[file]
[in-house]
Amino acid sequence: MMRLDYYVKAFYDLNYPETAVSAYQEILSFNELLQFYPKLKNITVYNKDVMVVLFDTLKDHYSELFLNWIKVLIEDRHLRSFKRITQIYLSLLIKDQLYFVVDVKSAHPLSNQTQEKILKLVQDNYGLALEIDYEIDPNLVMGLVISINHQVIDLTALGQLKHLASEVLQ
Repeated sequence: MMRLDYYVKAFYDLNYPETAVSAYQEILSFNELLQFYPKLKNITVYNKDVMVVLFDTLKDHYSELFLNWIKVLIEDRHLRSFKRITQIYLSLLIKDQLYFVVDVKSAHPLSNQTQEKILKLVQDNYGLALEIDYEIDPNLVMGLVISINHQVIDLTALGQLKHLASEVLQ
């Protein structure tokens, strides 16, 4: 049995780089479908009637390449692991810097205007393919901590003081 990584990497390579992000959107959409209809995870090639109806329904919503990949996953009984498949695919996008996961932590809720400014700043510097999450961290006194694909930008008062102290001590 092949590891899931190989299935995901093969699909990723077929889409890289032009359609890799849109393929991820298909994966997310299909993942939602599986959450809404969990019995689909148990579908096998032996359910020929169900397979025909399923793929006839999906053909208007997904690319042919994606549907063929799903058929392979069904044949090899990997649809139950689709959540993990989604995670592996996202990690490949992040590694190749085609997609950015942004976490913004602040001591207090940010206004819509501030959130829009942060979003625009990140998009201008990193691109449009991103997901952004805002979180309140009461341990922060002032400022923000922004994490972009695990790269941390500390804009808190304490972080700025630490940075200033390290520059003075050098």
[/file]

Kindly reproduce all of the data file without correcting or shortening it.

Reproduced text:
[in-house]
Amino acid sequence: MMRLDYYVKAFYDLNYPETAVSAYQEILSFNELLQFYPKLKNITVYNKDVMVVLFDTLKDHYSELFLNWIKVLIEDRHLRSFKRITQIYLSLLIKDQLYFVVDVKSAHPLSNQTQEKILKLVQDNYGLALEIDYEIDPNLVMGLVISINHQVIDLTALGQLKHLASEVLQ
Repeated sequence: MMRLDYYVKAFYDLNYPETAVSAYQEILSFNELLQFYPKLKNITVYNKDVMVVLFDTLKDHYSELFLNWIKVLIEDRHLRSFKRITQIYLSLLIKDQLYFVVDVKSAHPLSNQTQEKILKLVQDNYGLALEIDYEIDPNLVMGLVISINHQVIDLTALGQLKHLASEVLQ
């Protein structure tokens, strides 16, 4: 049995780089479908009637390449692991810097205007393919901590003081 990584990497390579992000959107959409209809995870090639109806329904919503990949996953009984498949695919996008996961932590809720400014700043510097999450961290006194694909930008008062102290001590 092949590891899931190989299935995901093969699909990723077929889409890289032009359609890799849109393929991820298909994966997310299909993942939602599986959450809404969990019995689909148990579908096998032996359910020929169900397979025909399923793929006839999906053909208007997904690319042919994606549907063929799903058929392979069904044949090899990997649809139950689709959540993990989604995670592996996202990690490949992040590694190749085609997609950015942004976490913004602040001591207090940010206004819509501030959130829009942060979003625009990140998009201008990193691109449009991103997901952004805002979180309140009461341990922060002032400022923000922004994490972009695990790269941390500390804009808190304490972080700025630490940075200033390290520059003075050098």